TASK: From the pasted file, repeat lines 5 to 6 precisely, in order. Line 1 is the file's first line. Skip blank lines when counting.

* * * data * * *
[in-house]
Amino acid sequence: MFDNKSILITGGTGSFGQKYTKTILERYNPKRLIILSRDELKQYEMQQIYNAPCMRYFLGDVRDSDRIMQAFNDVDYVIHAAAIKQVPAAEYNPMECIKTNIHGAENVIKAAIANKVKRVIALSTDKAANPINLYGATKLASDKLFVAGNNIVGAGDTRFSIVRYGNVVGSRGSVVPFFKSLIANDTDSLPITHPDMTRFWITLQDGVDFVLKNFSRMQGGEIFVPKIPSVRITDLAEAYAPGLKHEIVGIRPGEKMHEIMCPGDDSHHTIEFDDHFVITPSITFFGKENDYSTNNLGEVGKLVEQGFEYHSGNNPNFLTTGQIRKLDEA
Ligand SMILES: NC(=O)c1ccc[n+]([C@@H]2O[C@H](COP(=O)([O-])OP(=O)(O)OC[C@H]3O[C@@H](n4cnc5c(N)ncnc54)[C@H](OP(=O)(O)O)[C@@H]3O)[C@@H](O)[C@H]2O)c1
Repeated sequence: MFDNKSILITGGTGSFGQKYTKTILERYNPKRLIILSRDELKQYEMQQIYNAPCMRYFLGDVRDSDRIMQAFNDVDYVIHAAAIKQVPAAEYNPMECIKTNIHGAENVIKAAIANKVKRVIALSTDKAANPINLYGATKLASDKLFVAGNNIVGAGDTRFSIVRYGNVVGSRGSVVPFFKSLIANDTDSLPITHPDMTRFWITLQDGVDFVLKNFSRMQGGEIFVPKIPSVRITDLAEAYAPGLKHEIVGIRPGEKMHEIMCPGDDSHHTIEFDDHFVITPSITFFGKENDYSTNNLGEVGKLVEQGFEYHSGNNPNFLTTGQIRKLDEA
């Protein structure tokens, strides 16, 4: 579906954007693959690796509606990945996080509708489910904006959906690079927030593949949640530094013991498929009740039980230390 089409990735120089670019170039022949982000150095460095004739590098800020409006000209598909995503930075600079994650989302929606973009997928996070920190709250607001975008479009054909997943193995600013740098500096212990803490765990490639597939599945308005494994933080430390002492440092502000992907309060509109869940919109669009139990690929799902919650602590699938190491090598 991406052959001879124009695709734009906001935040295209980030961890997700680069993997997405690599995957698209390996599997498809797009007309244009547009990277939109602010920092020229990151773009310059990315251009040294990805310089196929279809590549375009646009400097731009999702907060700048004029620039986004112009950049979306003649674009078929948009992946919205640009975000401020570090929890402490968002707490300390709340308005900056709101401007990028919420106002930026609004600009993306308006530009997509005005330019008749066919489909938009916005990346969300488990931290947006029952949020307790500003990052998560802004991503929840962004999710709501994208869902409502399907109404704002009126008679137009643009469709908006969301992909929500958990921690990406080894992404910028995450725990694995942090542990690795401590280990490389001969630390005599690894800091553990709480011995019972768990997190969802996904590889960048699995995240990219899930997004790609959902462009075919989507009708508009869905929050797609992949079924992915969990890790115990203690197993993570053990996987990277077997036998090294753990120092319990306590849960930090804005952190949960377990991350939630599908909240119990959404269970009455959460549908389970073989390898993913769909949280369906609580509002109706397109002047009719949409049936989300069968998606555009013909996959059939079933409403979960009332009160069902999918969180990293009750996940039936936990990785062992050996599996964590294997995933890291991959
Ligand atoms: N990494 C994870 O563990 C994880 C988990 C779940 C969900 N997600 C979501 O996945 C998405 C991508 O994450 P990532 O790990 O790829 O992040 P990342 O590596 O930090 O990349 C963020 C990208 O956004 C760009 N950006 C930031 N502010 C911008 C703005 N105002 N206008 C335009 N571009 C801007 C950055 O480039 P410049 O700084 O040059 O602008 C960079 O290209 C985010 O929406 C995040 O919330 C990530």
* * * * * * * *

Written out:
């Protein structure tokens, strides 16, 4: 579906954007693959690796509606990945996080509708489910904006959906690079927030593949949640530094013991498929009740039980230390 089409990735120089670019170039022949982000150095460095004739590098800020409006000209598909995503930075600079994650989302929606973009997928996070920190709250607001975008479009054909997943193995600013740098500096212990803490765990490639597939599945308005494994933080430390002492440092502000992907309060509109869940919109669009139990690929799902919650602590699938190491090598 991406052959001879124009695709734009906001935040295209980030961890997700680069993997997405690599995957698209390996599997498809797009007309244009547009990277939109602010920092020229990151773009310059990315251009040294990805310089196929279809590549375009646009400097731009999702907060700048004029620039986004112009950049979306003649674009078929948009992946919205640009975000401020570090929890402490968002707490300390709340308005900056709101401007990028919420106002930026609004600009993306308006530009997509005005330019008749066919489909938009916005990346969300488990931290947006029952949020307790500003990052998560802004991503929840962004999710709501994208869902409502399907109404704002009126008679137009643009469709908006969301992909929500958990921690990406080894992404910028995450725990694995942090542990690795401590280990490389001969630390005599690894800091553990709480011995019972768990997190969802996904590889960048699995995240990219899930997004790609959902462009075919989507009708508009869905929050797609992949079924992915969990890790115990203690197993993570053990996987990277077997036998090294753990120092319990306590849960930090804005952190949960377990991350939630599908909240119990959404269970009455959460549908389970073989390898993913769909949280369906609580509002109706397109002047009719949409049936989300069968998606555009013909996959059939079933409403979960009332009160069902999918969180990293009750996940039936936990990785062992050996599996964590294997995933890291991959
Ligand atoms: N990494 C994870 O563990 C994880 C988990 C779940 C969900 N997600 C979501 O996945 C998405 C991508 O994450 P990532 O790990 O790829 O992040 P990342 O590596 O930090 O990349 C963020 C990208 O956004 C760009 N950006 C930031 N502010 C911008 C703005 N105002 N206008 C335009 N571009 C801007 C950055 O480039 P410049 O700084 O040059 O602008 C960079 O290209 C985010 O929406 C995040 O919330 C990530």